Some say Jindal did what was necessary to keep the state going during an economic recession. Others say he was too busy laying the groundwork for a White House run to focus on his job as governor.
“Time on task is important,” former Gov. Buddy Roemer said. “I get the impression that time on task has been, in the last two years relative to the need, less than adequate. That’s a criticism. Let me be constructive. Decisions made on health care, reducing the size of government, cabinet selections have generally been good. The only criticism is that he would have improved with additional time on task.”
Jindal counters he accomplished his budget goals during his two terms as governor. He wanted to cut taxes, and he did. He also says a massive cut in Medicaid money hurt the state’s budget.
Republicans inside Louisiana took note years ago of what many call Jindal’s failings as a budget writer. They printed out the governor’s 2008 news release and highlighted key statements as evidence of hypocrisy when Jindal’s state budget proposals started popping up with one-time, or nonrecurring, dollars to pay expenses that must be met year after year.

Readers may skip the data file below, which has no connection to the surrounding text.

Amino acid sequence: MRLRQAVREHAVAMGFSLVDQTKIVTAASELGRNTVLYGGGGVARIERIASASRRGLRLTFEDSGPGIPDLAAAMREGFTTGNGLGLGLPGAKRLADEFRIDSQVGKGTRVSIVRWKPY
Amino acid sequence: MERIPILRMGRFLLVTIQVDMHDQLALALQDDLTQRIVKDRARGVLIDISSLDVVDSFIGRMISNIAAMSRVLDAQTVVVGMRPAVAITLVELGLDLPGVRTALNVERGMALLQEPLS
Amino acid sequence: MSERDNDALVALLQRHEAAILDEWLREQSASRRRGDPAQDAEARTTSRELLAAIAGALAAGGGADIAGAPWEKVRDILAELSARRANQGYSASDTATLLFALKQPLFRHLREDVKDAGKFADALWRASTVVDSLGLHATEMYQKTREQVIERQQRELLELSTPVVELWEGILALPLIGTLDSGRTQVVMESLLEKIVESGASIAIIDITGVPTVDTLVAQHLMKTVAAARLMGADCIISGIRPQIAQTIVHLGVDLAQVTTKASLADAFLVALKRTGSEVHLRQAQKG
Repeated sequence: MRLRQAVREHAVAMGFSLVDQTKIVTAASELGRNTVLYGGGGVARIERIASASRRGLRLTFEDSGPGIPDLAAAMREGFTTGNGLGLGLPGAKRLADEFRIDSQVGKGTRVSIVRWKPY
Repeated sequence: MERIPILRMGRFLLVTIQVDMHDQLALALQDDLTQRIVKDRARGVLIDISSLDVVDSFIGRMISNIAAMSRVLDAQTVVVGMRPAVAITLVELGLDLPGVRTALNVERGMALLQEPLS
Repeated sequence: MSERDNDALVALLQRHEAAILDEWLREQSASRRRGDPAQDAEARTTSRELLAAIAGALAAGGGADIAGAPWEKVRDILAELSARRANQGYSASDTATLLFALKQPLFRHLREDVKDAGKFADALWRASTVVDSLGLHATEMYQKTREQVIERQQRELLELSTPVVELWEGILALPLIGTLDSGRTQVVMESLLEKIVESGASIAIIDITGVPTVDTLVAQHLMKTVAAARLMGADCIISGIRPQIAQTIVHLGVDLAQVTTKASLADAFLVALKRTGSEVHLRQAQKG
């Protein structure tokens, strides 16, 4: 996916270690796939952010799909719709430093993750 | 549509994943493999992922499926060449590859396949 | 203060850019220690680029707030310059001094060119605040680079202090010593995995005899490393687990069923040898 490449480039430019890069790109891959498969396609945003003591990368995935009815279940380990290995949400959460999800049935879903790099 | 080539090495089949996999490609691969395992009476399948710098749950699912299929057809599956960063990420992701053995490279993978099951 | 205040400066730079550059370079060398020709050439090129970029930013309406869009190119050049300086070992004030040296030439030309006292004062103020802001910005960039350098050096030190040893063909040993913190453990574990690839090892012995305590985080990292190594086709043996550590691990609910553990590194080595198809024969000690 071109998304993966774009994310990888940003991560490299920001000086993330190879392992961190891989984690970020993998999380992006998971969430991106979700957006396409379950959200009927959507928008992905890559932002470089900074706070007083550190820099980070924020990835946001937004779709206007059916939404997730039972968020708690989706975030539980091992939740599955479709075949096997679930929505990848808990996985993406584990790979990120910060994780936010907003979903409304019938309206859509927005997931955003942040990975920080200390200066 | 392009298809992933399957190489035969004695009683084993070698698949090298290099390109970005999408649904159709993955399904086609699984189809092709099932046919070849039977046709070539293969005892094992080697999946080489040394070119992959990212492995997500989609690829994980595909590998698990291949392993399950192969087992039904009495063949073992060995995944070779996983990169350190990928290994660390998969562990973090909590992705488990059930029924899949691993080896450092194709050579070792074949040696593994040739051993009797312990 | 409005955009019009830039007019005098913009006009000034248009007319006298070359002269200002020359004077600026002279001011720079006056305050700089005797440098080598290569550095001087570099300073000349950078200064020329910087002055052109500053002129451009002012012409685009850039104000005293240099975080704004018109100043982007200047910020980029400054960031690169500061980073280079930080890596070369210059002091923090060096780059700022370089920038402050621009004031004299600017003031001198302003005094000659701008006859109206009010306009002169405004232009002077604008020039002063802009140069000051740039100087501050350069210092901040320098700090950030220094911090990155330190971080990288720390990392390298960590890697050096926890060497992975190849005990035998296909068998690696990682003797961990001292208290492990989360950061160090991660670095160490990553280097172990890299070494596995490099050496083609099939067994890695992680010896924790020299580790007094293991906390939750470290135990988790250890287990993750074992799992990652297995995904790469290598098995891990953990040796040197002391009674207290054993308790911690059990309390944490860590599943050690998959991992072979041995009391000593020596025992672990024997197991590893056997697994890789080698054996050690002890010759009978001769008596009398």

Outside the state, Jindal’s budget tactics are drawing not-so-favorable attention. State Budget Solutions, a Virginia public policy organization, included a Jindal state budget proposal in its list of “the worst state budget gimmicks of 2013.”